When I started working that summer, I realized that was really the longest we’d been separated on a daily basis.  I hope you didn’t resent it.  Sure, there was a computer at work, but it was strictly professional – I didn’t even have administrative access.  You still seem a little sore on this point, so I just want to say, all we did was read resumes, and occasionally browse sites like Politico.com.  And any pictures I saved were forwarded right home to you.  In any case, it was a Dell desktop with an insecure power cord, not my type at all.
And when I was home, we still spent some quality time together, watching the Daily Show online, ordering from the Something Store (BFF bracelet! haha), planning those weekend trips.  You kept me connected to the world, especially when the weather was bad or when I was feeling low.  You were so good at that.
I’ll admit – and maybe this coincided with returning to the more hectic pace of the city – I noticed you slowing down a few months ago.  Taking longer to load web pages.  Not quite able to handle too many tabs at a time.  Never enough to crash your whole system, but….  Was it Firefox?  Was I too pushy with open-source software?  I know Firefox is a new program and demanding on your resources.  If that’s what’s made you upset all these months, I’m sorry.  Yes, I’ll admit, occasionally I had thoughts about my next computer, what it would be and what we would do.  But as your browser history could attest, I never went further than idle thoughts.
Remembering the decline is still hard for me.  It seemed to come out of nowhere in March – I took you into the living room, it was like you were having an amnesia episode, perpetually restarting, unable to recognize where or what you were.  That’s when your mortality really hit me, Computer.  For a moment I was afraid you’d never wake up again.  Once you settled back on the desk, however, you were fine (for the time being).  I couldn’t help but feel frustrated with you – the unfortunate impatience the young have for the elderly.  After all, you were supposed to be portable!  I’d already resigned myself to dealing with your hyper-shortened battery life, since you stay plugged in most of the time anyway.  I tried to be careful where I set you down, how warm or cold you were, not fiddling with your wireless card button.  But once you started having those memory lapses, I couldn’t pretend anymore.
You seemed to go downhill so quickly in the past couple weeks.  It hurt that I couldn’t rely on you anymore, especially so soon before we would be heading to school again.  Is this what set you off, the thought of leaving the Midwest?  You haven’t traveled for a while.  Were you feeling as though you wouldn’t be able to keep up with the other east-coast computers?  I can understand where you’re coming from, I suppose.  I think you would have been fine.  But you always knew your own processor.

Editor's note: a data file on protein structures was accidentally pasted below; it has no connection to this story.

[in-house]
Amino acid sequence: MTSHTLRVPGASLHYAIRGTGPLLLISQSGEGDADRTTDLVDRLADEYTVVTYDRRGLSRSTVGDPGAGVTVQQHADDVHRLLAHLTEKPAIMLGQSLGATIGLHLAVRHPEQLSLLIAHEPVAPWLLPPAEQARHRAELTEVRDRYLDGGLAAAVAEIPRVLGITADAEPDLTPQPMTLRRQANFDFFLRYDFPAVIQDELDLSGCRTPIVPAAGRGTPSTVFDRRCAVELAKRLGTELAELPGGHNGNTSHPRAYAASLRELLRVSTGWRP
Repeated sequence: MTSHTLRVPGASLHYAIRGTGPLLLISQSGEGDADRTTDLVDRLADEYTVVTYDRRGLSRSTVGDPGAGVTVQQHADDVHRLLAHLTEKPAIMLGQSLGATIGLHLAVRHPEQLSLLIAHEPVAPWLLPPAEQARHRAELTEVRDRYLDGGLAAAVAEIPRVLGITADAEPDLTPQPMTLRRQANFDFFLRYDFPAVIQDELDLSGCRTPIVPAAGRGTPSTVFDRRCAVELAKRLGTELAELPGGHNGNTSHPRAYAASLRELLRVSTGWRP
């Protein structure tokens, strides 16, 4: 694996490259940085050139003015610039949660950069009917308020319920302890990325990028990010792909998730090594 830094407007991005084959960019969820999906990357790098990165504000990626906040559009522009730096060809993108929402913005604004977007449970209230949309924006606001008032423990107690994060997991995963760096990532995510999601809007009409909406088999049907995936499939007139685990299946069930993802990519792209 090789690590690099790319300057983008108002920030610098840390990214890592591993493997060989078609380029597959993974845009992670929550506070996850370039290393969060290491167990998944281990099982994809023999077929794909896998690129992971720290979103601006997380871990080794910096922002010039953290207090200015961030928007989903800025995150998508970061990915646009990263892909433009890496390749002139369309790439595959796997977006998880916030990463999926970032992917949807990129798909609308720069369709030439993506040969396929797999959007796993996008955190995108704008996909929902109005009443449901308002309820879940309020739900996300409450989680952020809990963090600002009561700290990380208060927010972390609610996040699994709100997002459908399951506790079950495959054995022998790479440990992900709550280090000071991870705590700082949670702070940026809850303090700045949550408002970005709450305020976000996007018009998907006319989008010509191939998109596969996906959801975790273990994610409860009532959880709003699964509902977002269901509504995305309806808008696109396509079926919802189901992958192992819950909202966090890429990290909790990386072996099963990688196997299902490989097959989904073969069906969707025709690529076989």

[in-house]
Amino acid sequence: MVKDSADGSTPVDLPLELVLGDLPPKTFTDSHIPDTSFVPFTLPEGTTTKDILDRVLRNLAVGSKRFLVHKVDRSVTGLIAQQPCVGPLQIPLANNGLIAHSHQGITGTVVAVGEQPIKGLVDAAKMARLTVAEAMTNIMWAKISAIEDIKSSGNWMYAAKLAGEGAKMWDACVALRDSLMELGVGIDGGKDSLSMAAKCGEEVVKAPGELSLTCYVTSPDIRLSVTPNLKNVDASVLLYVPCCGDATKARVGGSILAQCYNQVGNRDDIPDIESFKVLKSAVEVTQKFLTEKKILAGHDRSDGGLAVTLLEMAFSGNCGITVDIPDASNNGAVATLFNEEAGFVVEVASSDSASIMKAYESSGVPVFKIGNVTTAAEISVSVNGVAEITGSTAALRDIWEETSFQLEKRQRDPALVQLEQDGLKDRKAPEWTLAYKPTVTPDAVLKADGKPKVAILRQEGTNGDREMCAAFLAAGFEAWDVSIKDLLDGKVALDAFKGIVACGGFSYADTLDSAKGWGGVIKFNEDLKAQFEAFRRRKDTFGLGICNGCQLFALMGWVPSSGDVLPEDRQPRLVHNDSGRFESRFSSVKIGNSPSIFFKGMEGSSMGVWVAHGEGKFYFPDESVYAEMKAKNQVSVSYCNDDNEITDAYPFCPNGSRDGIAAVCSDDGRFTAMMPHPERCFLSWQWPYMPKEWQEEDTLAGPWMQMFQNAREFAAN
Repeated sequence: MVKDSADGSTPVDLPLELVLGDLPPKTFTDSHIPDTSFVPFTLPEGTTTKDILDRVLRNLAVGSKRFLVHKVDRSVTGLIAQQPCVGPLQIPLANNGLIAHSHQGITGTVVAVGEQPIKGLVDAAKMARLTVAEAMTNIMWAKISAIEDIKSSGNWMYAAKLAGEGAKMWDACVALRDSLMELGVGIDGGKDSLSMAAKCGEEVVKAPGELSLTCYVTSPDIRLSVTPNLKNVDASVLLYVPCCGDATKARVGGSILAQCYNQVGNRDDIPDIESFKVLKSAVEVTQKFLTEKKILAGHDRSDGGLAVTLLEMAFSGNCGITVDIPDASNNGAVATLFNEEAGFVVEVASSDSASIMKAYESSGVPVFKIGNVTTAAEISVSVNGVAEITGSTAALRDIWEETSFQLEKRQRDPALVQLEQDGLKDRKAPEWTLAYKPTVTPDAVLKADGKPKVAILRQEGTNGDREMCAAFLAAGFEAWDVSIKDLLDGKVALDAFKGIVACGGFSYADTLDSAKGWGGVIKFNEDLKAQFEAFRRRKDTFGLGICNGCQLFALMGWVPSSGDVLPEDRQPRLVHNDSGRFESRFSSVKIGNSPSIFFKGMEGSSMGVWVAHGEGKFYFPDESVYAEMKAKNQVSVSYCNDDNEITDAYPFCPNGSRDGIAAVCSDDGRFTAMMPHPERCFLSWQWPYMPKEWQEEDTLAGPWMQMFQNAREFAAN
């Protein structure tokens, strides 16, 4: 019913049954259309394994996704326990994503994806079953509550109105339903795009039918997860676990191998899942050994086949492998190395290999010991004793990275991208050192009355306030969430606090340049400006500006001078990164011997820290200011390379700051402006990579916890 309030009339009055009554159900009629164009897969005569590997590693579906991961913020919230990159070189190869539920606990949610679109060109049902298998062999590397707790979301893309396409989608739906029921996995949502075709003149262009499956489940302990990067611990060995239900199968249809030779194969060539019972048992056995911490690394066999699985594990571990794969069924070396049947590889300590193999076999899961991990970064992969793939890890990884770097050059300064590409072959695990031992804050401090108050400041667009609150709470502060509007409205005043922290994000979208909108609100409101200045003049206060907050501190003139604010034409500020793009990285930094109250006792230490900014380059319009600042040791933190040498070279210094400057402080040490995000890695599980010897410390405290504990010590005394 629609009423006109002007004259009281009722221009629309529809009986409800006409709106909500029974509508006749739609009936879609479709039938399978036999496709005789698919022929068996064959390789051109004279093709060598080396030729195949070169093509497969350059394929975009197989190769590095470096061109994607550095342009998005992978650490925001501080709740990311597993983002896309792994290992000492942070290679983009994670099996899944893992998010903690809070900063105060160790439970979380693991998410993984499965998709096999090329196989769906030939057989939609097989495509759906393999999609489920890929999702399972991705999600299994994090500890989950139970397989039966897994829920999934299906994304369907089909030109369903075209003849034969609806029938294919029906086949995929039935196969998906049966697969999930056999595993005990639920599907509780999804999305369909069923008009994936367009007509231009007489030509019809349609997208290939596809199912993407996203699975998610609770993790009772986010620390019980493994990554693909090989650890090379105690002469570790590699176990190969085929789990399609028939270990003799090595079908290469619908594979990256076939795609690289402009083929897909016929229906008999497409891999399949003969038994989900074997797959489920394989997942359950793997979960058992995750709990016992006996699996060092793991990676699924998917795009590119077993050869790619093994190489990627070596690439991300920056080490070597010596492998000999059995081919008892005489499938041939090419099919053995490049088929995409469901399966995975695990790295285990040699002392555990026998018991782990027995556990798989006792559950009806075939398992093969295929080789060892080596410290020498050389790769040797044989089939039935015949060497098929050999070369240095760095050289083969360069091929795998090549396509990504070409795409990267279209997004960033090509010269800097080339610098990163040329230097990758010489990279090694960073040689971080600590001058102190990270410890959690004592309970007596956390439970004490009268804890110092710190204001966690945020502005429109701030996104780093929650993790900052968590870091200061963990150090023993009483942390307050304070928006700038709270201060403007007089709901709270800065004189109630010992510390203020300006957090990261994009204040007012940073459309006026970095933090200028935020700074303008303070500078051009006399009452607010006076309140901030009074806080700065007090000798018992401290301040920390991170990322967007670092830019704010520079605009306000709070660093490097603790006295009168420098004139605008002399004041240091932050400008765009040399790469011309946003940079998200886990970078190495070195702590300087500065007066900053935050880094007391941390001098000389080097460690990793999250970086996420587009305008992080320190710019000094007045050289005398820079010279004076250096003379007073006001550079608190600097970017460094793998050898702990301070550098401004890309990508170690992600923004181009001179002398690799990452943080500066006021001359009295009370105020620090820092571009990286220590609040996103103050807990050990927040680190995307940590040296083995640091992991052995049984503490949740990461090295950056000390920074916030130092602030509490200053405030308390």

… I’m glad you’re not angry about the reformat.  I was really torn that day, whether to risk everything with a clean slate, or let you hobble along with all those programs intact.  Looking back, I know it was probably an unnecessary risk to put you through, and I’m sorry things didn’t turn out better.  I’m glad at least we were able to copy everything important before you forgot it all.  The worst part was the false hope we had as you finished reinstalling XP without a hitch – I can’t even describe the sinking feeling I had when I saw that awful blue screen in the middle of restoring one of your drivers.  Sure, we went through the motions and got you functional again (after all, aren’t you accessing the Internet right now?) but we both knew it was almost time.  You might have enjoyed running a few more of the old programs, but I thought it would be best for both of us if you just focused on the essentials.
I didn’t have the heart to shop online for a new computer with you, so I spared you that, at least.  If it makes you feel better, I’m getting another HP Pavilion … but for all its capability and trendy look, I still like your classy black-and-silver lines best.  I almost got a Dell that reminded me of you, but it wouldn’t have be the same.  Certainly it wouldn’t have the memories we have.  You know, in spite of everything, I still trust you.
I’ll be honest, Computer.  Dad thinks we might be able to fix you with another reformat and maybe a quick hardware replacement, but I can’t say I’m hopeful.  In any case, I care about you too much to put you through more trauma, with so little chance of real success.  Maybe it’s just your time.  I don’t need to have you calculate what Moore’s Law has to say about you.  Don’t listen to the hype about obselecense, Computer (oh! for one more moment with your spellcheck) – you can still hold your own against those cheaper, flashier models out there.  And you’ve been perfectly healthy until now.  That’s meant a lot to me.
Where do we go from here?  I don’t know.  Wouldn’t it be great if you could go out in a blaze of glory?  Flying off the roof of the Sears Tower – drifting slowly to the bottom of Lake Michigan – colliding with the brick wall of the Lozano school, chips and keys and LCD flying dazzling outward into the grass.  Part of me wants to give you that spectacular passing.  But the sentimental part can’t bring it to fruition.  I don’t know.
What I can promise, at least, is that I’ll try my best not to remember you this way, hobbling along semi-lucid in the mornings, sitting silent and closed all day.  You deserve better, Computer.  So let’s just savor our last times together online, and not worry about things you can’t process.  I know I’ve kept you awake a long time now … but do you think you have it in you for one last blog post, for old times’ sake?
<CRASH>
… Computer?
R.I.P. Blackadder, 2004 - 2009

R.I.P. Blackadder, 2004 - 2009